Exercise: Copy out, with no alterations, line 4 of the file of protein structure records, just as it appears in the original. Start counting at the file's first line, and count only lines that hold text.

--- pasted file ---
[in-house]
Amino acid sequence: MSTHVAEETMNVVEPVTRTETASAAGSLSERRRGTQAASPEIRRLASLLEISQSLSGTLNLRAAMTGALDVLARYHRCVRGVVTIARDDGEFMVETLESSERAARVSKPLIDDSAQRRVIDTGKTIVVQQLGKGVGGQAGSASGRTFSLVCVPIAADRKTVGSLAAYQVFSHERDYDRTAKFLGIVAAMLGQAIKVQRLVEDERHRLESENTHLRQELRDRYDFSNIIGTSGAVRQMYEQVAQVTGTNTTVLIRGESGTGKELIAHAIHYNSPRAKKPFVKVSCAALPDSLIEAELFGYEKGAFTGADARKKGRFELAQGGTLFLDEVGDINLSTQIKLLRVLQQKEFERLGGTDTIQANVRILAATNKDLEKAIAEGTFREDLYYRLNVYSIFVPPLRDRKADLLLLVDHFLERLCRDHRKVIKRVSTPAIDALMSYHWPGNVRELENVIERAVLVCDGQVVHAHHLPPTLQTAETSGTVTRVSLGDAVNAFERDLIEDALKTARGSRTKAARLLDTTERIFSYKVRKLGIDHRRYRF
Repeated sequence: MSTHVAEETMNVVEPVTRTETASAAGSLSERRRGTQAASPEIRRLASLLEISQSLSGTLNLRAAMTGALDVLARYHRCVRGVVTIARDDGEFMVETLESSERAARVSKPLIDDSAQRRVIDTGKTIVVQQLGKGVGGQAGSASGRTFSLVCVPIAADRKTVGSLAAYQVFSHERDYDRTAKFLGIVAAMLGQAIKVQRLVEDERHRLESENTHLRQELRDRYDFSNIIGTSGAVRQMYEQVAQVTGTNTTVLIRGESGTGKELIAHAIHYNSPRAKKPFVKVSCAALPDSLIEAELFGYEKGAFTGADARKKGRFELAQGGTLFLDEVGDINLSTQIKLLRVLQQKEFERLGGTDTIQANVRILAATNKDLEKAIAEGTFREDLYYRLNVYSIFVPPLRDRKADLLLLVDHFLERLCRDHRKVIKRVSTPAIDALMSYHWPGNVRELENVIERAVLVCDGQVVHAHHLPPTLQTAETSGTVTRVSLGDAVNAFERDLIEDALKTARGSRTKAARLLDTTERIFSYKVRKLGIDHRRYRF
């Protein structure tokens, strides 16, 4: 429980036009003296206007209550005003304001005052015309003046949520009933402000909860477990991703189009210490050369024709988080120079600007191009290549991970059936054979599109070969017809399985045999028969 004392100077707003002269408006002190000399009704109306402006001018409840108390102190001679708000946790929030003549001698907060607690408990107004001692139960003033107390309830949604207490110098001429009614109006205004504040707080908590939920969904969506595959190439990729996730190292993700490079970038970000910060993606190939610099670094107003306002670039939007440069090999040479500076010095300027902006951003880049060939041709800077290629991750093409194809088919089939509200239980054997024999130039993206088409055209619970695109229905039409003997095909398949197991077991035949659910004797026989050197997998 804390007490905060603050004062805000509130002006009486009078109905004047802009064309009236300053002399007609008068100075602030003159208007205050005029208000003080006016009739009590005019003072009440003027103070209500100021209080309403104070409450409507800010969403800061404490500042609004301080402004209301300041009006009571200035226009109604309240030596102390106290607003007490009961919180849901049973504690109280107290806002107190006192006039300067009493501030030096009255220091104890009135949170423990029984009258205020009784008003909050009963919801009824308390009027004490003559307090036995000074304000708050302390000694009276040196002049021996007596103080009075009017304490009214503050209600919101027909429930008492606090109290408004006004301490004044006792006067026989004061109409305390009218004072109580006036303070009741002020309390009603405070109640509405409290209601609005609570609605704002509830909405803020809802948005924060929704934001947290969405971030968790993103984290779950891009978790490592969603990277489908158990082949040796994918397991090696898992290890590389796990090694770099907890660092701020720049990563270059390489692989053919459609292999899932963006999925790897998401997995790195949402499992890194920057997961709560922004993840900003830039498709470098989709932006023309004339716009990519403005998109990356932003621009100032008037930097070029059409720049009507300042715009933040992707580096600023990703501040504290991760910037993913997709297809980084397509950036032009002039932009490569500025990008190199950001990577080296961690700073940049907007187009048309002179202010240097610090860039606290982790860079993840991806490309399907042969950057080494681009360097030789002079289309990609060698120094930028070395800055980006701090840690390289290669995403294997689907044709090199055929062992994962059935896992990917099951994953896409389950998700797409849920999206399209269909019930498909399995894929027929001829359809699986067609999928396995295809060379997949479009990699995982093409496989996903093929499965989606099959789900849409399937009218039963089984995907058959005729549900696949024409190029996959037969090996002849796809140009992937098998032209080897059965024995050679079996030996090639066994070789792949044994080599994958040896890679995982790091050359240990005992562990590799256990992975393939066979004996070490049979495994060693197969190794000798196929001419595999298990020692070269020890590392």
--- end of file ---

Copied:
């Protein structure tokens, strides 16, 4: 429980036009003296206007209550005003304001005052015309003046949520009933402000909860477990991703189009210490050369024709988080120079600007191009290549991970059936054979599109070969017809399985045999028969 004392100077707003002269408006002190000399009704109306402006001018409840108390102190001679708000946790929030003549001698907060607690408990107004001692139960003033107390309830949604207490110098001429009614109006205004504040707080908590939920969904969506595959190439990729996730190292993700490079970038970000910060993606190939610099670094107003306002670039939007440069090999040479500076010095300027902006951003880049060939041709800077290629991750093409194809088919089939509200239980054997024999130039993206088409055209619970695109229905039409003997095909398949197991077991035949659910004797026989050197997998 804390007490905060603050004062805000509130002006009486009078109905004047802009064309009236300053002399007609008068100075602030003159208007205050005029208000003080006016009739009590005019003072009440003027103070209500100021209080309403104070409450409507800010969403800061404490500042609004301080402004209301300041009006009571200035226009109604309240030596102390106290607003007490009961919180849901049973504690109280107290806002107190006192006039300067009493501030030096009255220091104890009135949170423990029984009258205020009784008003909050009963919801009824308390009027004490003559307090036995000074304000708050302390000694009276040196002049021996007596103080009075009017304490009214503050209600919101027909429930008492606090109290408004006004301490004044006792006067026989004061109409305390009218004072109580006036303070009741002020309390009603405070109640509405409290209601609005609570609605704002509830909405803020809802948005924060929704934001947290969405971030968790993103984290779950891009978790490592969603990277489908158990082949040796994918397991090696898992290890590389796990090694770099907890660092701020720049990563270059390489692989053919459609292999899932963006999925790897998401997995790195949402499992890194920057997961709560922004993840900003830039498709470098989709932006023309004339716009990519403005998109990356932003621009100032008037930097070029059409720049009507300042715009933040992707580096600023990703501040504290991760910037993913997709297809980084397509950036032009002039932009490569500025990008190199950001990577080296961690700073940049907007187009048309002179202010240097610090860039606290982790860079993840991806490309399907042969950057080494681009360097030789002079289309990609060698120094930028070395800055980006701090840690390289290669995403294997689907044709090199055929062992994962059935896992990917099951994953896409389950998700797409849920999206399209269909019930498909399995894929027929001829359809699986067609999928396995295809060379997949479009990699995982093409496989996903093929499965989606099959789900849409399937009218039963089984995907058959005729549900696949024409190029996959037969090996002849796809140009992937098998032209080897059965024995050679079996030996090639066994070789792949044994080599994958040896890679995982790091050359240990005992562990590799256990992975393939066979004996070490049979495994060693197969190794000798196929001419595999298990020692070269020890590392």